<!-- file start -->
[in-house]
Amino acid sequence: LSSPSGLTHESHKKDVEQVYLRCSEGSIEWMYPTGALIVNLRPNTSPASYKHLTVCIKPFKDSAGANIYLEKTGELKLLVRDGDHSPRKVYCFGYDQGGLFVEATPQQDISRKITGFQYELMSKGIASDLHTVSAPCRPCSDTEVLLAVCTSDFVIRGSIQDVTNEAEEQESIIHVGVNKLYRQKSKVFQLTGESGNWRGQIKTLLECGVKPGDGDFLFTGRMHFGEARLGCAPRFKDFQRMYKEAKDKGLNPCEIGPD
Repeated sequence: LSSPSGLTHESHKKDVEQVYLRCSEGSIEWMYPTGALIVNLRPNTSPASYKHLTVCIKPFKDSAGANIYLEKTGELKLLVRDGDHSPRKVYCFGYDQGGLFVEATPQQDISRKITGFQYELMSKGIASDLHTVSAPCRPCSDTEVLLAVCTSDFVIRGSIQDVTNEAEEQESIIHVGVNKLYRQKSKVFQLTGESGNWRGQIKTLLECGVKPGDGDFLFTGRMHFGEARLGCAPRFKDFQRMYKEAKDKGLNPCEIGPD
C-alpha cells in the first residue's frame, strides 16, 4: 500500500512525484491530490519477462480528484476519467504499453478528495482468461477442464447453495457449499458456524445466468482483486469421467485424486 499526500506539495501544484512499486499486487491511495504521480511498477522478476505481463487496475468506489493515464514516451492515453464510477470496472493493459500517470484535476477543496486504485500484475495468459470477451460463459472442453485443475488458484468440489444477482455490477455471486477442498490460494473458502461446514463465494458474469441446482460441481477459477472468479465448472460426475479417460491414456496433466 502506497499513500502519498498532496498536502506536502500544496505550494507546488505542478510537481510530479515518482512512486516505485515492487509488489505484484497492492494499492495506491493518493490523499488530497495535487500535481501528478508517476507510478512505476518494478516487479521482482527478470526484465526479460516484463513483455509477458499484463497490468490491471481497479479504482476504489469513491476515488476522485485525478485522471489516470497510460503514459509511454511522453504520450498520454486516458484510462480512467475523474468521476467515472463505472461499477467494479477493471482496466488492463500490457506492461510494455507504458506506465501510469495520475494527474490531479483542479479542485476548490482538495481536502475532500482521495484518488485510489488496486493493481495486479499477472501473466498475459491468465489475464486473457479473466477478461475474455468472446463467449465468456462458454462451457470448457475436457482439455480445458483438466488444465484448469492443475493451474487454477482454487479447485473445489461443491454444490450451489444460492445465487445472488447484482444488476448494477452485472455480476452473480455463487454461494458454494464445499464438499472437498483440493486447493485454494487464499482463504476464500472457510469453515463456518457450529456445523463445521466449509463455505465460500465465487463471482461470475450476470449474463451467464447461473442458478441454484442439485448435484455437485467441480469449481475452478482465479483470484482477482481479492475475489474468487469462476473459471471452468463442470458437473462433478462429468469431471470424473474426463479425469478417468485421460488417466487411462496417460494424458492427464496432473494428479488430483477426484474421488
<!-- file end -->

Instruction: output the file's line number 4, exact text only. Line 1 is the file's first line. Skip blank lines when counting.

C-alpha cells in the first residue's frame, strides 16, 4: 500500500512525484491530490519477462480528484476519467504499453478528495482468461477442464447453495457449499458456524445466468482483486469421467485424486 499526500506539495501544484512499486499486487491511495504521480511498477522478476505481463487496475468506489493515464514516451492515453464510477470496472493493459500517470484535476477543496486504485500484475495468459470477451460463459472442453485443475488458484468440489444477482455490477455471486477442498490460494473458502461446514463465494458474469441446482460441481477459477472468479465448472460426475479417460491414456496433466 502506497499513500502519498498532496498536502506536502500544496505550494507546488505542478510537481510530479515518482512512486516505485515492487509488489505484484497492492494499492495506491493518493490523499488530497495535487500535481501528478508517476507510478512505476518494478516487479521482482527478470526484465526479460516484463513483455509477458499484463497490468490491471481497479479504482476504489469513491476515488476522485485525478485522471489516470497510460503514459509511454511522453504520450498520454486516458484510462480512467475523474468521476467515472463505472461499477467494479477493471482496466488492463500490457506492461510494455507504458506506465501510469495520475494527474490531479483542479479542485476548490482538495481536502475532500482521495484518488485510489488496486493493481495486479499477472501473466498475459491468465489475464486473457479473466477478461475474455468472446463467449465468456462458454462451457470448457475436457482439455480445458483438466488444465484448469492443475493451474487454477482454487479447485473445489461443491454444490450451489444460492445465487445472488447484482444488476448494477452485472455480476452473480455463487454461494458454494464445499464438499472437498483440493486447493485454494487464499482463504476464500472457510469453515463456518457450529456445523463445521466449509463455505465460500465465487463471482461470475450476470449474463451467464447461473442458478441454484442439485448435484455437485467441480469449481475452478482465479483470484482477482481479492475475489474468487469462476473459471471452468463442470458437473462433478462429468469431471470424473474426463479425469478417468485421460488417466487411462496417460494424458492427464496432473494428479488430483477426484474421488